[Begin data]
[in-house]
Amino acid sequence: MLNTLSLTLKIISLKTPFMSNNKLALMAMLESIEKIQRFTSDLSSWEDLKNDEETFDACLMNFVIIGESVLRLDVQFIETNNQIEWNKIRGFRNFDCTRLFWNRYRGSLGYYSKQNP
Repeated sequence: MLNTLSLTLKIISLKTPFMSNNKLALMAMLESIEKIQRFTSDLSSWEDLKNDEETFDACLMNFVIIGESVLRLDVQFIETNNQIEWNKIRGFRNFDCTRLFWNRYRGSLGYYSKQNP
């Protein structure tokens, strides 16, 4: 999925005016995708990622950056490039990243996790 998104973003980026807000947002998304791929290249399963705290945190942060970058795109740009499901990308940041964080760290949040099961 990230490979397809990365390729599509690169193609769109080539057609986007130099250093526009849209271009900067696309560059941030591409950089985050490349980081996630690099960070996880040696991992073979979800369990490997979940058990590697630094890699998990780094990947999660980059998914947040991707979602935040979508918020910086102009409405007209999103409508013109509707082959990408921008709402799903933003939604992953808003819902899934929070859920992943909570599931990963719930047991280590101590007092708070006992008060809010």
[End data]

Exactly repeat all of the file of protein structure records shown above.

[in-house]
Amino acid sequence: MLNTLSLTLKIISLKTPFMSNNKLALMAMLESIEKIQRFTSDLSSWEDLKNDEETFDACLMNFVIIGESVLRLDVQFIETNNQIEWNKIRGFRNFDCTRLFWNRYRGSLGYYSKQNP
Repeated sequence: MLNTLSLTLKIISLKTPFMSNNKLALMAMLESIEKIQRFTSDLSSWEDLKNDEETFDACLMNFVIIGESVLRLDVQFIETNNQIEWNKIRGFRNFDCTRLFWNRYRGSLGYYSKQNP
């Protein structure tokens, strides 16, 4: 999925005016995708990622950056490039990243996790 998104973003980026807000947002998304791929290249399963705290945190942060970058795109740009499901990308940041964080760290949040099961 990230490979397809990365390729599509690169193609769109080539057609986007130099250093526009849209271009900067696309560059941030591409950089985050490349980081996630690099960070996880040696991992073979979800369990490997979940058990590697630094890699998990780094990947999660980059998914947040991707979602935040979508918020910086102009409405007209999103409508013109509707082959990408921008709402799903933003939604992953808003819902899934929070859920992943909570599931990963719930047991280590101590007092708070006992008060809010």